3 relates to the 65 ter summaries. I should mention at the outset that
4 this is a matter that I discussed with Mr. Robinson. As it turns out, it
5 implicates a matter raised by the Court, which is the timing of the
6 submission of the draft statements, a matter that occurred to us as well.
7 In short, it amounts to this: We are concerned with the deficiencies of
8 some of the 65 ter summaries. An example would be something to the
9 effect that the witness will testify about events related to Srebrenica.
10 Clearly, that does not satisfy the Rules requirement for a summary of the
11 facts about which the witness will testify. At the same time, it is
12 theoretically conceivable that the submission -- the timely and early
13 submission of a draft statement may effectively obviate the need for a
14 more fulsome summary to the extent that the Prosecution can be assured
15 that the facts about which the witness will testify will be limited to
16 that statement. And that's a matter I spoke with Mr. Robinson about and
17 indicated to him that we would be happy to work with him, at least for
18 the time being, to see if short of seeking an order from the Court for
19 65 ter summaries that complied with the Rule, we could reach an
20 accommodation about the timing of the submission of either a draft
21 statement or a finalised statement or a more fulsome and compliant
22 summary. That's what we'll do, reserving the right to return to the
23 Court if and when such an effort proves fruitless and we need then to
24 seek to have the Rule 65 ter complied with in full in accordance with its
25 terms. So that's all I wanted raise. We're trying to work -- we'll try
1 to work it out without involving the Chamber, but should that not prove
2 successful we will return to the Chamber and seek an appropriate order.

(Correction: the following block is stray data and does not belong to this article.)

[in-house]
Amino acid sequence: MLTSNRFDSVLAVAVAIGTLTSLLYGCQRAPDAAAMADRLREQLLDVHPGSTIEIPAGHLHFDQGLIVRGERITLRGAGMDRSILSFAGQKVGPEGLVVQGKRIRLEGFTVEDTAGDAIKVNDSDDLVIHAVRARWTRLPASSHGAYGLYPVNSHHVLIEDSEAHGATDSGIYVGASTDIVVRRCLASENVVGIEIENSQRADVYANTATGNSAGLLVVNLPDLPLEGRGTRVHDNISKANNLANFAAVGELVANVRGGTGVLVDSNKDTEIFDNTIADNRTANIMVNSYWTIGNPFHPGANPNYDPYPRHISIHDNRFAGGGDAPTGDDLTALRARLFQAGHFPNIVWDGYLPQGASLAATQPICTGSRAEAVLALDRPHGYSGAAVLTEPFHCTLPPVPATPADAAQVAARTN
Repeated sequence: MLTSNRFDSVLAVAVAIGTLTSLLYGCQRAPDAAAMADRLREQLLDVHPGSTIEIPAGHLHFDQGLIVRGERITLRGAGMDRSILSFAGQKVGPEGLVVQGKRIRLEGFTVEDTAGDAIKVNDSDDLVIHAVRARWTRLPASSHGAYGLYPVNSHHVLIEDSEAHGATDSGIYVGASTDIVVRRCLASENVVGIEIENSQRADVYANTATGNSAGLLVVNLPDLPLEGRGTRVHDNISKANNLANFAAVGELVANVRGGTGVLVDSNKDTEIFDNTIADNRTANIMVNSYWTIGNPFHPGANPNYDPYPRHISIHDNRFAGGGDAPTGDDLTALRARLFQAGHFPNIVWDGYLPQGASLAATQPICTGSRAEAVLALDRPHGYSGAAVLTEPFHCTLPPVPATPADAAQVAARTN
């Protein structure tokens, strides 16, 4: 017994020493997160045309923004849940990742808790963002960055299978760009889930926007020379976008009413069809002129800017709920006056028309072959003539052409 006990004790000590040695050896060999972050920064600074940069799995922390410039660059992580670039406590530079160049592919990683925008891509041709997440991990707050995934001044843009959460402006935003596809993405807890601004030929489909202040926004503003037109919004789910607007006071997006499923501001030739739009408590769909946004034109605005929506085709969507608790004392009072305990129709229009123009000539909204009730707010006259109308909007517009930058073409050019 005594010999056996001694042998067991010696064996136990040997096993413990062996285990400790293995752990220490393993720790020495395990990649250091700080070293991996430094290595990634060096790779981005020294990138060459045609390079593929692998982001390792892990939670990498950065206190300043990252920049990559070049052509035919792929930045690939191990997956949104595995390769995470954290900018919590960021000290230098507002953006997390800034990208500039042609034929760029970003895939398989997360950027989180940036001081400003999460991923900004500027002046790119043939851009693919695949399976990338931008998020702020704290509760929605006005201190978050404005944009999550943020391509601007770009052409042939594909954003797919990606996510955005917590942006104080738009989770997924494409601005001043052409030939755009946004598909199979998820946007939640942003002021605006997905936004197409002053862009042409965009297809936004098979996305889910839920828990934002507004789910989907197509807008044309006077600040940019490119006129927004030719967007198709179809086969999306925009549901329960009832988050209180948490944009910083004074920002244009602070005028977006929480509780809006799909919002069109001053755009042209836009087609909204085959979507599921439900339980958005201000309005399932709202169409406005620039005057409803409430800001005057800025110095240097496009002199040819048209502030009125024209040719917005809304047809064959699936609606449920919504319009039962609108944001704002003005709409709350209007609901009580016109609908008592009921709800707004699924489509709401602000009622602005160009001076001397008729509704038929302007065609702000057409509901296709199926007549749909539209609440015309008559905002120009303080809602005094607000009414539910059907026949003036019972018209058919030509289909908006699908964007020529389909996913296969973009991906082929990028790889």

3 And finally the only thing that I would add at this point,
4 Mr. President, is that with respect to the reports, the expert reports,
5 we will attempt to liaise with the -- both CLSS and with the Defence in
6 connection with of the impact of the absence of translations on the
7 upcoming witnesses, because I do note that quite a number of them, at
8 least in double figures, would be scheduled to testify before the
9 receipt -- the projected receipt at the earliest time of those reports.
10 So we'll be looking at that. We'll get back to the Court to the extent
11 we learn something that you need to be advised of and that may require
12 some action. Thank you, Mr. President.
13 JUDGE KWON: Thank you, Mr. Tieger.
14 As regards the issue of the summary and providing a draft
15 statement, I don't see any reason why that cannot be sorted out between
16 the parties.
17 Mr. Robinson, do you have any observations?
18 MR. ROBINSON: Yes, Mr. President. We appreciate the attitude
19 that the Prosecution has taken and we're committed to working with them
20 to give them as much information about our witnesses as we can. That's
21 the spirit in which we filed these summaries and the submission and in
22 which we've been making available to the Prosecution draft statements and
23 will continue throughout the Defence case to act in that spirit. Thank
25 JUDGE KWON: I wonder, Mr. Robinson or Mr. Karadzic, whether the
1 accused is in the position to make his choice as to the format of -- as
2 to the trial schedule.
3 [Defence counsel confer]
4 THE ACCUSED: [Interpretation] It certainly would be best if it
5 would be four days until 2.00 p.m.; however, if that option doesn't work,
6 I'd prefer to have longer sitting hours for four days a week, four days
7 is important. I really have to say that all the people who work with me
8 have made a huge effort in order to stick to the schedule. We would have
9 done a lot better if we could have had more time, until the 1st of March,
10 that is. I'm just trying to say that it wasn't arbitrary, the fact that
11 we asked for a dead-line until the 1st of March. I have to say that the
12 people who work for me pro bono and those who are on the list of the
13 Registry worked a huge number of hours each and every day. I would like
14 to thank them for that and I want you to know that we have done our best.
15 We have made every conceivable effort.
16 JUDGE KWON: Shall we go into private session briefly.
17 [Private session]
12 [Open session]
13 JUDGE KWON: Yes. Are there any other matters to raise at this
15 [Trial Chamber confers]
16 JUDGE KWON: So the Chamber expects the Defence to file its
17 revised 65 ter list by 14th of September, and the hearing is now
19 --- Whereupon the Status Conference
20 adjourned at 10.26 a.m.